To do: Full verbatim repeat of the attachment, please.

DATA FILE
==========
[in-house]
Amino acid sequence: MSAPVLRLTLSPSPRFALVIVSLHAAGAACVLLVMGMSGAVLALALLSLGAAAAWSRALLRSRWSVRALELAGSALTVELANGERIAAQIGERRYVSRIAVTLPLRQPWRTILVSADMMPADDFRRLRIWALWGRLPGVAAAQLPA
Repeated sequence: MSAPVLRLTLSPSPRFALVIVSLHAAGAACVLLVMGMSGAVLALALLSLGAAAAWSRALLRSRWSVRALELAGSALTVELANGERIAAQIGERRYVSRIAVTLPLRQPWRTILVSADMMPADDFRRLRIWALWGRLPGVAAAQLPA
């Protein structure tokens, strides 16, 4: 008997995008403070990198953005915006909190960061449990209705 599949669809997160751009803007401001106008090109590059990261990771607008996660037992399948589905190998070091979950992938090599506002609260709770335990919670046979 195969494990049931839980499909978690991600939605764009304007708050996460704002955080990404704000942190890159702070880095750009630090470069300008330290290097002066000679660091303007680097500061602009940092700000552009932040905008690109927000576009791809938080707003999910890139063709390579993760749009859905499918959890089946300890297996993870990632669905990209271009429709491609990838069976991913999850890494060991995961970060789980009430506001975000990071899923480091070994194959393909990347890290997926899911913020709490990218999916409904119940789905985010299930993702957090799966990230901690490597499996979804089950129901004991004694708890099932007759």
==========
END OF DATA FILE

[in-house]
Amino acid sequence: MSAPVLRLTLSPSPRFALVIVSLHAAGAACVLLVMGMSGAVLALALLSLGAAAAWSRALLRSRWSVRALELAGSALTVELANGERIAAQIGERRYVSRIAVTLPLRQPWRTILVSADMMPADDFRRLRIWALWGRLPGVAAAQLPA
Repeated sequence: MSAPVLRLTLSPSPRFALVIVSLHAAGAACVLLVMGMSGAVLALALLSLGAAAAWSRALLRSRWSVRALELAGSALTVELANGERIAAQIGERRYVSRIAVTLPLRQPWRTILVSADMMPADDFRRLRIWALWGRLPGVAAAQLPA
């Protein structure tokens, strides 16, 4: 008997995008403070990198953005915006909190960061449990209705 599949669809997160751009803007401001106008090109590059990261990771607008996660037992399948589905190998070091979950992938090599506002609260709770335990919670046979 195969494990049931839980499909978690991600939605764009304007708050996460704002955080990404704000942190890159702070880095750009630090470069300008330290290097002066000679660091303007680097500061602009940092700000552009932040905008690109927000576009791809938080707003999910890139063709390579993760749009859905499918959890089946300890297996993870990632669905990209271009429709491609990838069976991913999850890494060991995961970060789980009430506001975000990071899923480091070994194959393909990347890290997926899911913020709490990218999916409904119940789905985010299930993702957090799966990230901690490597499996979804089950129901004991004694708890099932007759």